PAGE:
Depression Is Associated With Non-alcoholic Fatty Liver Disease Among Adults in the United States

Donghee Kim; Eric R. Yoo; Andrew A. Li; Sean P. Tighe; George Cholankeril; Stephen A. Harrison; Aijaz Ahmed


Aliment Pharmacol Ther. 2019;50(5):590-598. 

In This Article

Abstract and Introduction


Background: Currently, the relationship between depression and non-alcoholic fatty liver disease (NAFLD) is not clearly defined.

Aim: To determine whether depression is associated with NAFLD and NAFLD-related advanced fibrosis in a large population sample.

Methods: We performed a cross-sectional analysis using the 2007-2016 National Health and Nutrition Examination Survey database among adults (20 years or older) in the United States (US). Depression and functional impairment due to depression were assessed with the Patient Health Questionnaire (PHQ-9). NAFLD was defined by utilising the US fatty liver index (USFLI), hepatic steatosis index (HSI) and the fatty liver index (FLI) in the absence of other causes of chronic liver disease. The presence and absence of advanced fibrosis in NAFLD were defined by Fibrosis-4 score.

Results: Of the 10 484 subjects (mean age 47.0 years; 48.8% men), the prevalence of depression and functional impairment due to depression was higher in subjects with NAFLD than in those without. Compared to subjects without depression, those with depression were 1.6-2.2-fold more likely to have NAFLD. In our multivariate analyses, depression_med was associated with increased risk of NAFLD using USFLI (odds ratio [OR] 1.48 95% confidence interval [CI] 1.17-1.87), HSI (OR 1.51 95% CI 1.04-2.19) and FLI (OR 2.01 95% CI 1.65-2.48), respectively. The addition of diabetes, obesity and lipid profile to the model reduced the ORs for depression, but the significance persisted. Depression was not associated with NAFLD-related advanced fibrosis.

Conclusions: In a nationally representative sample of US adults, depression was independently associated with NAFLD.


Currently, non-alcoholic fatty liver disease (NAFLD) is recognised as the most prevalent chronic liver disease in the United States (US) and the world.[1,2] Not surprisingly, a recent study showed that NAFLD-related advanced fibrosis is on the rise at an accelerated pace in American adults,[3] which may result in increased overall mortality and cause-specific death.[4,5] Another study based on a national US mortality database reported an increase in mortality rate from NAFLD from an annual rate of 6.1% in 2007-2013 to 11.3% in 2013-2016.[6] These are particularly ominous trends, especially in the absence of approved pharmacologic therapy for NAFLD. There is a clear need to better understand modifiable risk factors for NAFLD and NAFLD-associated advanced fibrosis to reduce the disease burden and associated healthcare costs.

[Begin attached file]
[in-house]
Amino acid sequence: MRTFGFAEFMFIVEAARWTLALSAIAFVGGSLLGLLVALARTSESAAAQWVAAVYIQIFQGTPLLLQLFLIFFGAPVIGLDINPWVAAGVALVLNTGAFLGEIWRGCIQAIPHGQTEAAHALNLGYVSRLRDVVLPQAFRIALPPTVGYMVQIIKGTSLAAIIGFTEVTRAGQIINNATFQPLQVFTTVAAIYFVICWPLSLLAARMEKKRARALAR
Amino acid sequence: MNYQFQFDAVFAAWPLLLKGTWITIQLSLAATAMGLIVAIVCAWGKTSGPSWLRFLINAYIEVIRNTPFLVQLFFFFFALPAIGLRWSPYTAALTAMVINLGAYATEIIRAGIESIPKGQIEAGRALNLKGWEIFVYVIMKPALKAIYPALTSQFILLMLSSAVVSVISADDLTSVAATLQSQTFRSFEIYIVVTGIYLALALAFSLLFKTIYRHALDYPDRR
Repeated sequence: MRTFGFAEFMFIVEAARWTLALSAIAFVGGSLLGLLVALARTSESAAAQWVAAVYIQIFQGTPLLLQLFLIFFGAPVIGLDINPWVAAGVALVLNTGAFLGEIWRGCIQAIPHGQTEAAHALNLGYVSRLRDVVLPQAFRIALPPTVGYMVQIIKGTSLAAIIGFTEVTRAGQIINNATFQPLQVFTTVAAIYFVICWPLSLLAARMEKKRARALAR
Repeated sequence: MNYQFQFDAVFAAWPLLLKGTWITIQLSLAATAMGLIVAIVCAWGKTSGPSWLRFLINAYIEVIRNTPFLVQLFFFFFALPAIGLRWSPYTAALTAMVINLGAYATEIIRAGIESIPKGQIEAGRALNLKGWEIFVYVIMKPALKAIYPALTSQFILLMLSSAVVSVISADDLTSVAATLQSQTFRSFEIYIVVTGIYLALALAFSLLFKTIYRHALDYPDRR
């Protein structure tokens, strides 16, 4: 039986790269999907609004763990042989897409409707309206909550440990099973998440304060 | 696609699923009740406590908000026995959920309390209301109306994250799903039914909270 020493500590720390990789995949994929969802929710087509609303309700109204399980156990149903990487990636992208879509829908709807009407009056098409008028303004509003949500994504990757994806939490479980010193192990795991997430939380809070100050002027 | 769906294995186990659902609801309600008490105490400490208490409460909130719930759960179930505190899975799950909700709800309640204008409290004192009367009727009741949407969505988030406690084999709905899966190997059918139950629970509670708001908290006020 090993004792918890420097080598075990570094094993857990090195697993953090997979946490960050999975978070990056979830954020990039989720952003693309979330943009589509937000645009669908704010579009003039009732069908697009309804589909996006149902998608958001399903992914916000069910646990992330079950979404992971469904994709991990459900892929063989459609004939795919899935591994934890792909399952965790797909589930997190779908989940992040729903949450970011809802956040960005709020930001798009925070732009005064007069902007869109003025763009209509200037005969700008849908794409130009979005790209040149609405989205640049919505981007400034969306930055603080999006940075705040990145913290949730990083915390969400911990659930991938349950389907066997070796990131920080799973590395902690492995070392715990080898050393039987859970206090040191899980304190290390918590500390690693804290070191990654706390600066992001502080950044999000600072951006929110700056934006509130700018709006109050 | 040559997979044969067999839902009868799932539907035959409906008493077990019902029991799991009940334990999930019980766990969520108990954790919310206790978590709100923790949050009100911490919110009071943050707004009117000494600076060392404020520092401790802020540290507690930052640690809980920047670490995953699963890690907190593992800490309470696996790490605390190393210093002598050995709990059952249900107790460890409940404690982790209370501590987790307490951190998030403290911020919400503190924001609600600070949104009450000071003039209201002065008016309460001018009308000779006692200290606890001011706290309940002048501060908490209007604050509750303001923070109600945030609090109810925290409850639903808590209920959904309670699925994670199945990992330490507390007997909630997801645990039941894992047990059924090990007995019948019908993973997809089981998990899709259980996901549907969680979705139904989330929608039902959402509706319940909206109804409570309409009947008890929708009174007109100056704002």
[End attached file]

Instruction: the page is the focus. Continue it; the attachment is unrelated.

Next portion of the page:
According to the Global Burden of Disease 2015, depression was estimated to be the world's third leading cause of disability.[7] In the US, the estimated 12-month and lifetime prevalence of a major depressive episode were 8.6% and 29.9% respectively.[8] The economic burden of major depressive disorder in the US steadily increased from $173 billion in 2005 to $210 billion in 2010, with comorbidities associated with depression accounting for a substantial portion of costs.[9] Depression has been associated with obesity, metabolic syndrome, diabetes and cardiovascular diseases,[10,11] with increased predisposition for NAFLD. Depression and NAFLD share several risk factors, including but not limited to abdominal obesity, diabetes and chronic systemic inflammation.[12] However, past studies looking at the association between depression and NAFLD have yielded inconsistent results, varying from a strong association[13] to no association.[14,15] Several studies in patients with biopsy-proven NAFLD have linked depression with non-alcoholic steatohepatitis (NASH),[16] hepatocyte ballooning,[17] hepatic steatosis[18] and NAFLD activity score,[18] but these studies had limitations, including small sample size, possible confounders and variation in the definition of depression. Currently, it remains unclear whether depression affects NAFLD via modification of shared risk factors or whether the presence of depression alone has clinical significance on NAFLD and associated advanced fibrosis. Therefore, we aimed to determine the independent associations between depression and NAFLD in the general US population. Furthermore, our study aimed to investigate whether depression is associated with NAFLD-associated advanced fibrosis independent of metabolic risk factors.